• Re:Is this the end? (Score:5, Interesting)

      by bmo (77928) on Monday March 26, 2012 @03:35PM (#39478367)

      It's called piercing the corporate veil, and if that happens, the principals are directly responsible for any and all judgments against the company.

      It has to be pretty serious fiduciary irresponsibility, though, at the criminal level.

      --
      BMO

      • IANAL, but I believe this may qualify.

      • Re: (Score:2, Informative)

        by Anonymous Coward
        piercing the corporate veil applies to shareholders who normally have limited liability. The actors within a corporation are never shielded from any illegal activity they do themselves on behalf of a corporation. I'm not sure why so many people get this confused.
    • by cpu6502 (1960974)

      According to wikiedia Righthaven owes one gentleman (a blogger) $34,000 in a court case where they lost. It would be a shame if he spent all that money defending himself, but then never sees any of it. Yet another reason I'm opposed to limited-liability corporations.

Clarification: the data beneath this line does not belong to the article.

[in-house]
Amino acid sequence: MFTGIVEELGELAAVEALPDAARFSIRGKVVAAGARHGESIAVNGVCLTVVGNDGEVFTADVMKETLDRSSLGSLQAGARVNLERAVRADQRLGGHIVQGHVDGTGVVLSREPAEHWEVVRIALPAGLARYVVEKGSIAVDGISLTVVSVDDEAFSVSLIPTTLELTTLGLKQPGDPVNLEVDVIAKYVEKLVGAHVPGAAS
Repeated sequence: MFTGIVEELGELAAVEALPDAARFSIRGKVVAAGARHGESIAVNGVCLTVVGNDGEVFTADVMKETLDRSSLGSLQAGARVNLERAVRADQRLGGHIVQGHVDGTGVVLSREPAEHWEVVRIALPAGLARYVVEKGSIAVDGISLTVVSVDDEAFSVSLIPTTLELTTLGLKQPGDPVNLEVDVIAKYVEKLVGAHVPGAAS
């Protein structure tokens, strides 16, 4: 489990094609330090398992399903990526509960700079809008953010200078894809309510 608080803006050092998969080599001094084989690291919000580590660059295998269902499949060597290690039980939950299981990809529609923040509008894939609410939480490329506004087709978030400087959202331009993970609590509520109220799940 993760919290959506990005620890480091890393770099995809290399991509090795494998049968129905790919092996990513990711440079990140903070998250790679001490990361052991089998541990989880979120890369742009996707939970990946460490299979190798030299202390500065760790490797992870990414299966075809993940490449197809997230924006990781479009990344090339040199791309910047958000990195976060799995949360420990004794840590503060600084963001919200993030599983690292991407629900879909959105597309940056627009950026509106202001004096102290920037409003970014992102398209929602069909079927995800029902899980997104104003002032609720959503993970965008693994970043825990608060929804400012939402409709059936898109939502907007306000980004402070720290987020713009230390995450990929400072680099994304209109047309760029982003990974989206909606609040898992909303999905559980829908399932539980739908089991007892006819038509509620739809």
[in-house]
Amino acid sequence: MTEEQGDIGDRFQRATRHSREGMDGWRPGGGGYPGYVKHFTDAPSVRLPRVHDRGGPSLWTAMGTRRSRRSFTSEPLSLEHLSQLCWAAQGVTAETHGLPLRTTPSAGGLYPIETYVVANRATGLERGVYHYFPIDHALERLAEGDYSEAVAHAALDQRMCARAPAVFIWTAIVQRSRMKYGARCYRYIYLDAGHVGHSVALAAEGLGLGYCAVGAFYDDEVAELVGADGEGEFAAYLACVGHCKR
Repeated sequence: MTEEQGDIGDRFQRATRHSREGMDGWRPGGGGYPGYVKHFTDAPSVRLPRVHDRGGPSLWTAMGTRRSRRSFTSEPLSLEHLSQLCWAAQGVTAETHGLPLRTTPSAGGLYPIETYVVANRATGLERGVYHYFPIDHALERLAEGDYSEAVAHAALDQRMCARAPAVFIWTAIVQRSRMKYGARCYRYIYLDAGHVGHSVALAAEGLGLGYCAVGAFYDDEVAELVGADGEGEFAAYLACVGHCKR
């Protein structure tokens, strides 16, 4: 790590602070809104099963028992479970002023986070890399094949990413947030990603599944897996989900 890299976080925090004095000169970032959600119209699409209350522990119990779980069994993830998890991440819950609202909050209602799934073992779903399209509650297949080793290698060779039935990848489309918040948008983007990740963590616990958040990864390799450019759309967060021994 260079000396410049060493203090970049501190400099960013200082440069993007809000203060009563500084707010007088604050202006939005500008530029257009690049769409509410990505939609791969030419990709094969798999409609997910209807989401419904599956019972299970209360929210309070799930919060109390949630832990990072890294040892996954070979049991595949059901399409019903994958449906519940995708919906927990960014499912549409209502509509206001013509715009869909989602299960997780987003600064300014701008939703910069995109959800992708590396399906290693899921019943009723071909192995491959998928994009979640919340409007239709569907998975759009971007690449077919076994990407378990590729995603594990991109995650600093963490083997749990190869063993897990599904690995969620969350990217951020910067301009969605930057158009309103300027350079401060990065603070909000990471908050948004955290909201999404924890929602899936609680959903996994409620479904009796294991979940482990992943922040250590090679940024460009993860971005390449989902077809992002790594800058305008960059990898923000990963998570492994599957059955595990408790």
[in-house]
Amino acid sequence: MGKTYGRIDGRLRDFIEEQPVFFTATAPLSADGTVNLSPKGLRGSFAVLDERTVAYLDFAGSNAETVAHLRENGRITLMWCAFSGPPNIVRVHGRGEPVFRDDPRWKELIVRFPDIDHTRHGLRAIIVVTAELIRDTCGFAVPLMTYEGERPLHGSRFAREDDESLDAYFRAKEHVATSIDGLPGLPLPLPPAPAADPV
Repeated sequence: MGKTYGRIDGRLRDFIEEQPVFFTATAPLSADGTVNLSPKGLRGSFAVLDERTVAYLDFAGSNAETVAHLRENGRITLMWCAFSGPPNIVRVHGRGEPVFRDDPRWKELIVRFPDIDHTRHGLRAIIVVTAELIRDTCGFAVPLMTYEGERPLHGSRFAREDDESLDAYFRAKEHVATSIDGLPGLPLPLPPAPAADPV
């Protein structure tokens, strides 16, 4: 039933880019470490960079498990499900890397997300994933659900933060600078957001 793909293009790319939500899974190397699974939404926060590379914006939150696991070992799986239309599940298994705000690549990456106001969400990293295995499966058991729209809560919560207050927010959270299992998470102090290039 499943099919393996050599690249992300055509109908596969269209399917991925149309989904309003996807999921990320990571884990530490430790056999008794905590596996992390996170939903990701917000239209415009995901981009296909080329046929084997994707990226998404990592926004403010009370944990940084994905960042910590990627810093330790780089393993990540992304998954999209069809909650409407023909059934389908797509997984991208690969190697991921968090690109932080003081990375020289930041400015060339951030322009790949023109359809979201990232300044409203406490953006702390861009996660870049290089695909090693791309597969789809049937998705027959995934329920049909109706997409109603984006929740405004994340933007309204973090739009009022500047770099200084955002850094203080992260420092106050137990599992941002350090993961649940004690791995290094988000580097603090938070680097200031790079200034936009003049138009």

• Well, I tend to go through a friend of mine for matters like this. His phrase when collecting is something akin to "34 grand or 34 teeth".

        Works better than the average court order. No limitation of liability possible.

        • by sconeu (64226)

          I'm guessing that your friend's name is either Guido or Vinny

          • by Drgnkght (449916)

            I used to actually know a debt collector named Guido. We used to work at the same company. It used to crack me up every time I get to work his name into a call. Comedy gold... (Ok, I admit it, I'm easily amused.)

          • Get with the times.

            His name is Ivan.

        • I would be difficult to collect 34 teeth from most adults: http://en.wikipedia.org/wiki/Tooth_(human)#Permanent_teeth [wikipedia.org]

          I guess this is somewhat of a limitation on the liability ;)

          --BBD

          • by sjames (1099)

            Well, there's the incentive. He'll just keep digging deeper until he finds something tooth-like.

          • Believe me, he can be very convincing. He will keep digging until you spit out 34 teeth. One of them looked a bit like a chip from a rib and one looked funnily small like a child's milk tooth, but hey, I'm no monster, I don't dictate where you take your teeth from.

  • by amoeba1911 (978485) on Monday March 26, 2012 @03:18PM (#39478221) Homepage

    What seems like beating a dead horse is necessary in this case. You must continue to beat the horse even after the horse is long dead. It's like a course of antibiotics, it may seem like the infection is gone but if you stop too soon a resistant strain might come back.